A POLITICIAN has vowed to help rape victims who have been denied compensation.
Bridget Phillipson, Labour MP for Sunderland South and Houghton, spoke out after it was revealed some of those sexually assualted by Pc Stephen Mitchell (pictured) had their applications rejected.
The victims, including a Wearside woman, were prisoners targeted by the Northumbria officer because they were drug addicts who could be made to do what he wanted.
The 42-year-old was jailed for life last year.
Many of the women made claims to the Government’s Criminal Injuries Compensation Authority (CICA), but have been told they will not get compensation because they have criminal records.
Now Mrs Phillipson has promised to help the victims overturn the decisions.
“These cases are appalling, but they are not the only ones I have become aware of since I was elected,” she said.
“I will be taking this up with the Ministry of Justice.
“I worry that there isn’t sufficient scrutiny of the work of the CICA.
“Victims don’t always appear to be judged on a case-by-case basis.”
Mrs Phillipson said she believed financial pressures could influence CICA decisions not to award compensation.
“They are facing cuts of £10million in their budget this year, and it’s likely that things will get worse,” she said.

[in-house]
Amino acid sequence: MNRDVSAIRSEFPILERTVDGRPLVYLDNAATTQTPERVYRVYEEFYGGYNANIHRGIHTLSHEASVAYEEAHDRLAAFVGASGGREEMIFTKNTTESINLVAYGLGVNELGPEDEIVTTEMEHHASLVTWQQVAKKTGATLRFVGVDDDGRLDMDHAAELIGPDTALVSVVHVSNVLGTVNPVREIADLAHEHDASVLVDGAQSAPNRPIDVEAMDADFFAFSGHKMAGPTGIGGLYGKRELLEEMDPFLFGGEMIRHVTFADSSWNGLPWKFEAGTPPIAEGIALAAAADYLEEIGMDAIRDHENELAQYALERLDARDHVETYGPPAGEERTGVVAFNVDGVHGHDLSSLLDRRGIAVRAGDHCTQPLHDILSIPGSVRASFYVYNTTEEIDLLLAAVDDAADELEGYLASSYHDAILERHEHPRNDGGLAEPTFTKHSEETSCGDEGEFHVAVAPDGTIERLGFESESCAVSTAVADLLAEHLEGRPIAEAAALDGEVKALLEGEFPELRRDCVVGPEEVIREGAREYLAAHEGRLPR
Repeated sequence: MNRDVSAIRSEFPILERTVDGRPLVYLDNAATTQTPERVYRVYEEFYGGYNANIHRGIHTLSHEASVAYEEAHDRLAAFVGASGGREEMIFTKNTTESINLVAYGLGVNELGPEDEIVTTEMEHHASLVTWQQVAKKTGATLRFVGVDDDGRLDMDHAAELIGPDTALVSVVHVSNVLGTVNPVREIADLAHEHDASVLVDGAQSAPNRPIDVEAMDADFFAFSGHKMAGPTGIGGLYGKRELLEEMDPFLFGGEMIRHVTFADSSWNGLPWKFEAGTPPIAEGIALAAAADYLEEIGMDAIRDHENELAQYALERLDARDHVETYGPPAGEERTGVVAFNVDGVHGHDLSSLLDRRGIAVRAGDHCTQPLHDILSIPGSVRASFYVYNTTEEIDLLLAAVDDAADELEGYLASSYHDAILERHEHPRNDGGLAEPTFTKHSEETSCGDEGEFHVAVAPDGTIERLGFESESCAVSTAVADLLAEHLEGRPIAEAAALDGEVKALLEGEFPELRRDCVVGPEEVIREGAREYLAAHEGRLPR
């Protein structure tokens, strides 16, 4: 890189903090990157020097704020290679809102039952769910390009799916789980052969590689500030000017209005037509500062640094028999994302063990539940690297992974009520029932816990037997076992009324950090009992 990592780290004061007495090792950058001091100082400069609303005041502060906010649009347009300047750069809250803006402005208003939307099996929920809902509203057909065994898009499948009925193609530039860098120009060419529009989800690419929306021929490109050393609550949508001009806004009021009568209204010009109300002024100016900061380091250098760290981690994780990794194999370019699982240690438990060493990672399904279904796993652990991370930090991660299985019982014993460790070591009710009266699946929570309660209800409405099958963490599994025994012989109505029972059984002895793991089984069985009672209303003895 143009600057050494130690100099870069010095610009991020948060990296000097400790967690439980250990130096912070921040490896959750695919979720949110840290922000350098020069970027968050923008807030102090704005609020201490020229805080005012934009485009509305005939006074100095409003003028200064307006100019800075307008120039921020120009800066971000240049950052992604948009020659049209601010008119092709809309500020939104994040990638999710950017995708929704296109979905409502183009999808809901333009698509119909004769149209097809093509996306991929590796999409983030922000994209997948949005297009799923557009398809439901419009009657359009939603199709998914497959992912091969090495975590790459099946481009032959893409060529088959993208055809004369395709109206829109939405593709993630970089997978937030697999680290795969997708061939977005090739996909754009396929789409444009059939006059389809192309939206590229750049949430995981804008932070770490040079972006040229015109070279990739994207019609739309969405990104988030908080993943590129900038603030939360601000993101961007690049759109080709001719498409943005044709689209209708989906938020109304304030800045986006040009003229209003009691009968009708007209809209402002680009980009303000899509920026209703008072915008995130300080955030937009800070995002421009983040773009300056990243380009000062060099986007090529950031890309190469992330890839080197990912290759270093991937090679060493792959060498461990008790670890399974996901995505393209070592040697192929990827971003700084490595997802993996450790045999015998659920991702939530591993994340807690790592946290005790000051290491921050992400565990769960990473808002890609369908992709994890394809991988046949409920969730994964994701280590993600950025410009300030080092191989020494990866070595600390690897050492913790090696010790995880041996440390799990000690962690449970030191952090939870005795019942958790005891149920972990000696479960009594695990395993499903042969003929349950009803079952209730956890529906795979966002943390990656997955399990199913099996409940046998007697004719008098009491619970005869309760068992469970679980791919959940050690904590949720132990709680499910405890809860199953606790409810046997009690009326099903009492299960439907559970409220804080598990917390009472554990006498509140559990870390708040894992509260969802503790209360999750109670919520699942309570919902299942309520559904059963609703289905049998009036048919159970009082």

Also seeking to help Mitchell’s victims is Newcastle Central MP Chi Onwurah.
She said: “It seems to me that these women have been twice betrayed by the UK criminal system.
“I can understand that there may well be circumstances in which it is appropriate to deny victim compensation to those who have criminal records, but these women have been violated by a policeman and a conviction for shoplifting shouldn’t prevent them being recognised as victims.”
CICA is run by the Ministry of Justice. It makes payments ranging from £1,000 for relatively minor assaults to £500,000 for a victim who has been paralysed.
Rape victims usually receive £11,000, unless they have suffered severe injuries in the attack.
A CICA spokesman confirmed compensation claims can be refused “if a person has unspent criminal convictions ... based on the seriousness of the offence and how long ago it was committed”.
A Ministry of Justice spokesman added: “The Government is providing more than £8million to specialist support groups this year, as well as £38million to Victim Support to help vulnerable victims of crime.”